The Handbook of Disaster and Emergency Policies and Institutions

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Earthscan, 2012 - Medical - 187 pages
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Disasters both natural and human-induced are leading to spiralling costs in terms of human lives, lost livelihoods and damaged assets and businesses. Yet these consequences and the financial and human crises that follow catastrophes can often be traced to policies unsuited to the emerging scales of the problems they confront, and the lack of institutional capacity to implement planning and prevention or to manage disasters. This book seeks to overcome this mismatch and to guide development of a policy and institutional framework. For the first time it brings together into a coherent framework the insights of public policy, institutional design and emergency and disaster management.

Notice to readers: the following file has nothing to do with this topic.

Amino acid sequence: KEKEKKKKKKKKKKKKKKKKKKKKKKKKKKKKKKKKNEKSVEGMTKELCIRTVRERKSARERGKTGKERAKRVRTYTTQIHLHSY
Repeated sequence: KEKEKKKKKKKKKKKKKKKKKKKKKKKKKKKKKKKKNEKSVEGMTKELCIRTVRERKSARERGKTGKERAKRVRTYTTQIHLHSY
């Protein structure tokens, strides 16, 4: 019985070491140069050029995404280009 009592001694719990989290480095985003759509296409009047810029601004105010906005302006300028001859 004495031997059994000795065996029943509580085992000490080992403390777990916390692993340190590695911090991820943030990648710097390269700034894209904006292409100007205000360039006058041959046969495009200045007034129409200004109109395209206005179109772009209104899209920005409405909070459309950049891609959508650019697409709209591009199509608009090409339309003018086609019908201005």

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Contents

VI
3
VIII
5
IX
6
X
8
XI
11
XII
14
XIII
25
XIV
29
XXXIX
97
XL
100
XLI
101
XLII
103
XLIII
105
XLIV
106
XLV
107
XLVI
109

XV
30
XVI
33
XVII
41
XVIII
43
XIX
45
XX
47
XXI
49
XXII
53
XXIII
56
XXIV
59
XXV
60
XXVI
64
XXVII
69
XXVIII
76
XXIX
79
XXX
80
XXXI
83
XXXII
86
XXXIII
89
XXXIV
91
XXXV
93
XXXVI
94
XXXVIII
95
XLVII
110
XLVIII
116
XLIX
120
L
122
LI
125
LII
128
LIII
136
LIV
137
LV
140
LVI
142
LVII
145
LVIII
148
LIX
155
LX
158
LXI
159
LXII
161
LXIII
163
LXIV
167
LXV
169
LXVI
171
LXVII
179
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Page 171 - DL. Reassessment of the lethal London fog of 1952: novel indicators of acute and chronic consequences of acute exposure to air pollution.

About the author (2012)

John Handmer is Innovation Professor at RMIT University, Melbourne, Adjunct Professor at The Fenner School of Environment and Society, The Australian National University, and Visiting Professor, Flood Hazard Research Centre, Middlesex University, UK. Stephen Dovers is Professor at The Fenner School of Environment and Society, The Australian National University and Adjunct Principal Research Fellow, School for Environmental Research, Charles Darwin University, Australia.

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